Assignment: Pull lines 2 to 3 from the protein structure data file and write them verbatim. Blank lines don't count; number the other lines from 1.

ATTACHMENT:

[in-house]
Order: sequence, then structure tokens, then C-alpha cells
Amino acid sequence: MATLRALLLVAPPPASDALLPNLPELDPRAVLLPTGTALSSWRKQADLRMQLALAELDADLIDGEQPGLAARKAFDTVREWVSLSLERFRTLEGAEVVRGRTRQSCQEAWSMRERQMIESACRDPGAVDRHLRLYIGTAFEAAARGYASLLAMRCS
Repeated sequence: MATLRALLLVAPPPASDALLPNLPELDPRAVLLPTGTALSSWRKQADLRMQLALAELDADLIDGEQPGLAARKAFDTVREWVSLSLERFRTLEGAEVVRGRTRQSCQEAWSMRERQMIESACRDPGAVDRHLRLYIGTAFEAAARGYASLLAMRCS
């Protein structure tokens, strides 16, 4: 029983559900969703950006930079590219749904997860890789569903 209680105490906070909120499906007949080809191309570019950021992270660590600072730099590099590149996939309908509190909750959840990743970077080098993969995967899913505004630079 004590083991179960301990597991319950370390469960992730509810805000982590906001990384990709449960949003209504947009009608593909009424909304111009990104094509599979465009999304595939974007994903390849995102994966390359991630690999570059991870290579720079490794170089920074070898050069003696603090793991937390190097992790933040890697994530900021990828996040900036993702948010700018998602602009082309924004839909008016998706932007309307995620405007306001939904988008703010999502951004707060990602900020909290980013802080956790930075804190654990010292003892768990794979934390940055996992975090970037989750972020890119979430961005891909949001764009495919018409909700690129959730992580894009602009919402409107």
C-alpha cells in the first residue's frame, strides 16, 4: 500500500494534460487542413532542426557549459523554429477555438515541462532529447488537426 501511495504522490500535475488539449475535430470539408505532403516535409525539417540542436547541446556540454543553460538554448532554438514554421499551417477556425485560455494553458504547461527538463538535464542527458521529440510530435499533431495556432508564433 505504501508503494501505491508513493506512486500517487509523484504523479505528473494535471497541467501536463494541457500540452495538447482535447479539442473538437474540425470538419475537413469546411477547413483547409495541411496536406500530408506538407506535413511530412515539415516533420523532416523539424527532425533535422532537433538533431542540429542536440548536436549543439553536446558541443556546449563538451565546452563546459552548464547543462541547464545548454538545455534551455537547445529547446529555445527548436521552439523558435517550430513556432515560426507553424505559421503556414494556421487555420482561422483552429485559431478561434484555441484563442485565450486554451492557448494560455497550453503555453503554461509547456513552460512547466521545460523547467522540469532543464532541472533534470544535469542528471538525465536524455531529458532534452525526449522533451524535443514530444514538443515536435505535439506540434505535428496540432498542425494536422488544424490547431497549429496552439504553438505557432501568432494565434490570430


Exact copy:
Order: sequence, then structure tokens, then C-alpha cells
Amino acid sequence: MATLRALLLVAPPPASDALLPNLPELDPRAVLLPTGTALSSWRKQADLRMQLALAELDADLIDGEQPGLAARKAFDTVREWVSLSLERFRTLEGAEVVRGRTRQSCQEAWSMRERQMIESACRDPGAVDRHLRLYIGTAFEAAARGYASLLAMRCS